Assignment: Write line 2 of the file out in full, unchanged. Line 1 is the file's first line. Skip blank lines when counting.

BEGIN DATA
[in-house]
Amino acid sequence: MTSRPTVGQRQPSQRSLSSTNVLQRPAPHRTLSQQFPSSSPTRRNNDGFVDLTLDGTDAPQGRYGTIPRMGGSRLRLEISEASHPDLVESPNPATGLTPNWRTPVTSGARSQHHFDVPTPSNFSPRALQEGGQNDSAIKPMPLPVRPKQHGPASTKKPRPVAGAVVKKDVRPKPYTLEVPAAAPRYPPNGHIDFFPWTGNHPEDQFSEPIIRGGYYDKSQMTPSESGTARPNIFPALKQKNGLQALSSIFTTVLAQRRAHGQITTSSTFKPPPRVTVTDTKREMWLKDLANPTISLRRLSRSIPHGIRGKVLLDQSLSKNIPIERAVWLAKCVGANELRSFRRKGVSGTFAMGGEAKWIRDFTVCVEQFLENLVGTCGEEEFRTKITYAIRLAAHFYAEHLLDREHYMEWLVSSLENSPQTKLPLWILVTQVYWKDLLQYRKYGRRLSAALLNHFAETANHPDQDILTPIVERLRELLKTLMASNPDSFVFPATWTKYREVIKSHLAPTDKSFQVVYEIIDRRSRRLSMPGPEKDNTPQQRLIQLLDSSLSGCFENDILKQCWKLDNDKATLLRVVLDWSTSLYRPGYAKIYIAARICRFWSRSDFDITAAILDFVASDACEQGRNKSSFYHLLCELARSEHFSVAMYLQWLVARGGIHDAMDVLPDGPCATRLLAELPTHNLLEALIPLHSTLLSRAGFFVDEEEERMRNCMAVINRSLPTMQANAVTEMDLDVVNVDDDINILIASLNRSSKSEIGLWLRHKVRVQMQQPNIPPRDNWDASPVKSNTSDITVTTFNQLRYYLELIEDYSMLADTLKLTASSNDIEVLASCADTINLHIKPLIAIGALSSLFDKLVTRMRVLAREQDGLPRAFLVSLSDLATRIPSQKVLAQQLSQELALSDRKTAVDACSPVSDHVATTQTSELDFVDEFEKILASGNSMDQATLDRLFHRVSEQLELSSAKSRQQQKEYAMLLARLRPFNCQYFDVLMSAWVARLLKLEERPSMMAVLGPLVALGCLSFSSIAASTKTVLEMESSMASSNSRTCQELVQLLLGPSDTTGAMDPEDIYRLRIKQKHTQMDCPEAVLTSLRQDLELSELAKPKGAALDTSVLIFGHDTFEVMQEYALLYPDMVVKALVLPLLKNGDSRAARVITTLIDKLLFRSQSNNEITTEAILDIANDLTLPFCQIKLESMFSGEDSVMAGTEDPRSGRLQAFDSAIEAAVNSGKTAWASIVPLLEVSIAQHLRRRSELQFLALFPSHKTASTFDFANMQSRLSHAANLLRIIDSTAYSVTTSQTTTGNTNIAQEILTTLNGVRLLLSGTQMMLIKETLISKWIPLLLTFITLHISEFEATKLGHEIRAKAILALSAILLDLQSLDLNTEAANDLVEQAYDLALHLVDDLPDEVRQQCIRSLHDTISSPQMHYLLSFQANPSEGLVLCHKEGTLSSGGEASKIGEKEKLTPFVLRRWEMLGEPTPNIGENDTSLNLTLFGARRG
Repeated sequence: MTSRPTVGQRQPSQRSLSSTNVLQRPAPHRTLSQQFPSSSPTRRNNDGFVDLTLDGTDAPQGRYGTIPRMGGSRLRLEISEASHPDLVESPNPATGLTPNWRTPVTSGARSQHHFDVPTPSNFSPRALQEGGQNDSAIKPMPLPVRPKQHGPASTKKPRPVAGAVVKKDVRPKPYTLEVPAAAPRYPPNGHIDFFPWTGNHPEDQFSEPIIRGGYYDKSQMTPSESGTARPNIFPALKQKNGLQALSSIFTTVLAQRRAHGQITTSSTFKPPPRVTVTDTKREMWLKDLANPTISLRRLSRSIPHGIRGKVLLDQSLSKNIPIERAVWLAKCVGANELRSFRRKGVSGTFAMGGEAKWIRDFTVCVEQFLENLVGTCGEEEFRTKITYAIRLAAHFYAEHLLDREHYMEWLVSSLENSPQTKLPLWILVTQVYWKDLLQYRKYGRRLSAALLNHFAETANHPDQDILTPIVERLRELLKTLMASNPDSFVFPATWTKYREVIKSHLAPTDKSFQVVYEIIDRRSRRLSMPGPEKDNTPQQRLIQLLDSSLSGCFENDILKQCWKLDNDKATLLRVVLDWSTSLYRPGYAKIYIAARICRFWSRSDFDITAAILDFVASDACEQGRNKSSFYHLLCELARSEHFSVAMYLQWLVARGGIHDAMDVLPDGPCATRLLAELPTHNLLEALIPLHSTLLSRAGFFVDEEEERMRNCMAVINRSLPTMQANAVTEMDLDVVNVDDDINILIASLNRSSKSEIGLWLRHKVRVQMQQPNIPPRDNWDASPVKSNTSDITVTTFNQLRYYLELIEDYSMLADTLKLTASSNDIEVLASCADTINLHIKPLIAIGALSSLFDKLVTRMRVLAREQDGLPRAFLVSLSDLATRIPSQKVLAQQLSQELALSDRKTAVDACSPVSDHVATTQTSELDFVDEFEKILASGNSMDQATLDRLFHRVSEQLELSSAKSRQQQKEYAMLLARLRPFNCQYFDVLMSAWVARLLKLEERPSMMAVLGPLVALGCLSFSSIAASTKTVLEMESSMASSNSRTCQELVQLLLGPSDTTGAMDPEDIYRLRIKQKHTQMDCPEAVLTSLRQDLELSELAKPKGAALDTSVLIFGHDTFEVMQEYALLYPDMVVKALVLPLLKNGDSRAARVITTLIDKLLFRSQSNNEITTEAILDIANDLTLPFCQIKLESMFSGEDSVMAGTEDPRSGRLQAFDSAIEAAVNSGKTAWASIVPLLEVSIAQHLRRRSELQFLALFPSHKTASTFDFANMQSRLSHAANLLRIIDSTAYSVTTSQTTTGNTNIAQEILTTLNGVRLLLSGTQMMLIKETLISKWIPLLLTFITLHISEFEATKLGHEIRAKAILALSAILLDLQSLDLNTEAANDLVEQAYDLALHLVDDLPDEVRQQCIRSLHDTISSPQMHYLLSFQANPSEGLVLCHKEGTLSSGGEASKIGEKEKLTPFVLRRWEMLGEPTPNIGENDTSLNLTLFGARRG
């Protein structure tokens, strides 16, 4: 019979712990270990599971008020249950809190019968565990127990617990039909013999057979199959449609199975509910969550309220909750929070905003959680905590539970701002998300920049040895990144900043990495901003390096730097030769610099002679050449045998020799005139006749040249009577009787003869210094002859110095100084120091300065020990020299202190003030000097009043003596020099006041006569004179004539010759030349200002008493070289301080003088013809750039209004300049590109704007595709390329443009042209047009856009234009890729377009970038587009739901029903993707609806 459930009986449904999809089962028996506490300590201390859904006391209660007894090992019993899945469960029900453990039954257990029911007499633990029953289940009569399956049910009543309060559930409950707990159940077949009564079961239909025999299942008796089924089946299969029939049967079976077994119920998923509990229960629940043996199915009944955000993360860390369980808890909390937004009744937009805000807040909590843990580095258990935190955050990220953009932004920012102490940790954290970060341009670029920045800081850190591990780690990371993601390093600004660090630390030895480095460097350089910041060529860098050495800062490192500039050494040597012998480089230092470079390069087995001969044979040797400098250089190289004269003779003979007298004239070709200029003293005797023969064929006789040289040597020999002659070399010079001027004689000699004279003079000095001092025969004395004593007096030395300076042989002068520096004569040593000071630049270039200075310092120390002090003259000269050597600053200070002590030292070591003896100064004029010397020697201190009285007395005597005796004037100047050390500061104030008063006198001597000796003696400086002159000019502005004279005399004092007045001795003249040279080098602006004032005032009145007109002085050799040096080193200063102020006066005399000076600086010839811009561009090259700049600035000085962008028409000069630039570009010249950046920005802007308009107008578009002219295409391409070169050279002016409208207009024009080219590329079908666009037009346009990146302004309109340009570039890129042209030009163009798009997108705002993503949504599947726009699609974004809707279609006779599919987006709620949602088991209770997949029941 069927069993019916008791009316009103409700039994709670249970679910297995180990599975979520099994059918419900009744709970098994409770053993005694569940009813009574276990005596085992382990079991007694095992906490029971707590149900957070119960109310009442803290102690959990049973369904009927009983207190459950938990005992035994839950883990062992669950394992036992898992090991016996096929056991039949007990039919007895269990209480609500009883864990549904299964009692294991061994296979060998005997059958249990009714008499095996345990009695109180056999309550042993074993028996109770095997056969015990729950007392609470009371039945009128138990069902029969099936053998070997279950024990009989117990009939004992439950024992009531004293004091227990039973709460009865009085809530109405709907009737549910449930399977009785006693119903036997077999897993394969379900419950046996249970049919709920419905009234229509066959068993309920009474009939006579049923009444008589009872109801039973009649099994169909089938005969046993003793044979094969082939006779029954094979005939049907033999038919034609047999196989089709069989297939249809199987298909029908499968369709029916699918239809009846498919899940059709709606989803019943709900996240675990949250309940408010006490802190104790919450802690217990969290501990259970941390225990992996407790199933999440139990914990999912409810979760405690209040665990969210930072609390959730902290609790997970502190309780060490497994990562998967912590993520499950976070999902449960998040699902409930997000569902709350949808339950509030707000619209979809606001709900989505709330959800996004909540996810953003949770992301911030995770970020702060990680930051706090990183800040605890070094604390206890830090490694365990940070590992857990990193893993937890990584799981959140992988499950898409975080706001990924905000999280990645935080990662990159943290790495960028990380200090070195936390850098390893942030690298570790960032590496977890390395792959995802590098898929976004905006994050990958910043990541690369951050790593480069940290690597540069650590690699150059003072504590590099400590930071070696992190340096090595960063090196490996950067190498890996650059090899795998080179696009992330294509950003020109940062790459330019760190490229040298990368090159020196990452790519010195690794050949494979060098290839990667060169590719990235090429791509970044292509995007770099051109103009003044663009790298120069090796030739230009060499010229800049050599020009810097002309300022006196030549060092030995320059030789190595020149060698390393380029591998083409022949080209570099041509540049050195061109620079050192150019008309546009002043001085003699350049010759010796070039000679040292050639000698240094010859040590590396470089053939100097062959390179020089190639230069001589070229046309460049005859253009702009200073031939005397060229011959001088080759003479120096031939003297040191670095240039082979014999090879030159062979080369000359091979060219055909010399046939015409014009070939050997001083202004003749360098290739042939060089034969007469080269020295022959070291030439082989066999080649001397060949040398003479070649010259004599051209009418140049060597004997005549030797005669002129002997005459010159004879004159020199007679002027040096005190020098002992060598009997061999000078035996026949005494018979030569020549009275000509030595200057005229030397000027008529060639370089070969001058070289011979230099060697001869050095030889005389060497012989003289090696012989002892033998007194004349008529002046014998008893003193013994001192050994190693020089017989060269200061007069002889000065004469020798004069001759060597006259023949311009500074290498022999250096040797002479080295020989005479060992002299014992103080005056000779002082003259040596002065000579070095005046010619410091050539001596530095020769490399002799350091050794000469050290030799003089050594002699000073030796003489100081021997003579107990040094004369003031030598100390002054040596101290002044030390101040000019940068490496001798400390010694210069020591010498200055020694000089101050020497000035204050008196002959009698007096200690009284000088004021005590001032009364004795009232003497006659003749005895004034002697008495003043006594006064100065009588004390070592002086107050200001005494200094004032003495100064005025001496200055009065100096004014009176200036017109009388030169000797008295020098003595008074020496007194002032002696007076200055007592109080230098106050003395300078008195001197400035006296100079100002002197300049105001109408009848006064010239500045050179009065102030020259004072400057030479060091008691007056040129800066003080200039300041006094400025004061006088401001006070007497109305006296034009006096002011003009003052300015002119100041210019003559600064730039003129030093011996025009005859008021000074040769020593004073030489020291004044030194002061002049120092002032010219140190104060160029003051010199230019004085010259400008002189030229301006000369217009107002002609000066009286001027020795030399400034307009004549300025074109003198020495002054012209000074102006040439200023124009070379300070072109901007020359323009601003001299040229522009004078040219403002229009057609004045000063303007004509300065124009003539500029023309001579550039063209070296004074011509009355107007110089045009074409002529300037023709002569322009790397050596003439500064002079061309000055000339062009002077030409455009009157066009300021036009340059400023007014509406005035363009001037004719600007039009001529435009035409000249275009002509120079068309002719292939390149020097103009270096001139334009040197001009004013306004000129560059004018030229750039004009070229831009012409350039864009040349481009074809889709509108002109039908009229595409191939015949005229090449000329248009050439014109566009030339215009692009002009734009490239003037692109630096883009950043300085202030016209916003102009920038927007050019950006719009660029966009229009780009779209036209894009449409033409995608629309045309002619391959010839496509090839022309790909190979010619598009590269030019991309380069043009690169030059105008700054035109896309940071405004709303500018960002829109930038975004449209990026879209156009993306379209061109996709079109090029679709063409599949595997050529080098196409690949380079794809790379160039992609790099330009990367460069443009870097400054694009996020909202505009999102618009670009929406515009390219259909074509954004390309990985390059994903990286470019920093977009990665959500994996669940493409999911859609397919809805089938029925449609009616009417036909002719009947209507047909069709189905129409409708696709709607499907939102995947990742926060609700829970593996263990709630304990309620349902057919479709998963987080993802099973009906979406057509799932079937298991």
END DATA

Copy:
Amino acid sequence: MTSRPTVGQRQPSQRSLSSTNVLQRPAPHRTLSQQFPSSSPTRRNNDGFVDLTLDGTDAPQGRYGTIPRMGGSRLRLEISEASHPDLVESPNPATGLTPNWRTPVTSGARSQHHFDVPTPSNFSPRALQEGGQNDSAIKPMPLPVRPKQHGPASTKKPRPVAGAVVKKDVRPKPYTLEVPAAAPRYPPNGHIDFFPWTGNHPEDQFSEPIIRGGYYDKSQMTPSESGTARPNIFPALKQKNGLQALSSIFTTVLAQRRAHGQITTSSTFKPPPRVTVTDTKREMWLKDLANPTISLRRLSRSIPHGIRGKVLLDQSLSKNIPIERAVWLAKCVGANELRSFRRKGVSGTFAMGGEAKWIRDFTVCVEQFLENLVGTCGEEEFRTKITYAIRLAAHFYAEHLLDREHYMEWLVSSLENSPQTKLPLWILVTQVYWKDLLQYRKYGRRLSAALLNHFAETANHPDQDILTPIVERLRELLKTLMASNPDSFVFPATWTKYREVIKSHLAPTDKSFQVVYEIIDRRSRRLSMPGPEKDNTPQQRLIQLLDSSLSGCFENDILKQCWKLDNDKATLLRVVLDWSTSLYRPGYAKIYIAARICRFWSRSDFDITAAILDFVASDACEQGRNKSSFYHLLCELARSEHFSVAMYLQWLVARGGIHDAMDVLPDGPCATRLLAELPTHNLLEALIPLHSTLLSRAGFFVDEEEERMRNCMAVINRSLPTMQANAVTEMDLDVVNVDDDINILIASLNRSSKSEIGLWLRHKVRVQMQQPNIPPRDNWDASPVKSNTSDITVTTFNQLRYYLELIEDYSMLADTLKLTASSNDIEVLASCADTINLHIKPLIAIGALSSLFDKLVTRMRVLAREQDGLPRAFLVSLSDLATRIPSQKVLAQQLSQELALSDRKTAVDACSPVSDHVATTQTSELDFVDEFEKILASGNSMDQATLDRLFHRVSEQLELSSAKSRQQQKEYAMLLARLRPFNCQYFDVLMSAWVARLLKLEERPSMMAVLGPLVALGCLSFSSIAASTKTVLEMESSMASSNSRTCQELVQLLLGPSDTTGAMDPEDIYRLRIKQKHTQMDCPEAVLTSLRQDLELSELAKPKGAALDTSVLIFGHDTFEVMQEYALLYPDMVVKALVLPLLKNGDSRAARVITTLIDKLLFRSQSNNEITTEAILDIANDLTLPFCQIKLESMFSGEDSVMAGTEDPRSGRLQAFDSAIEAAVNSGKTAWASIVPLLEVSIAQHLRRRSELQFLALFPSHKTASTFDFANMQSRLSHAANLLRIIDSTAYSVTTSQTTTGNTNIAQEILTTLNGVRLLLSGTQMMLIKETLISKWIPLLLTFITLHISEFEATKLGHEIRAKAILALSAILLDLQSLDLNTEAANDLVEQAYDLALHLVDDLPDEVRQQCIRSLHDTISSPQMHYLLSFQANPSEGLVLCHKEGTLSSGGEASKIGEKEKLTPFVLRRWEMLGEPTPNIGENDTSLNLTLFGARRG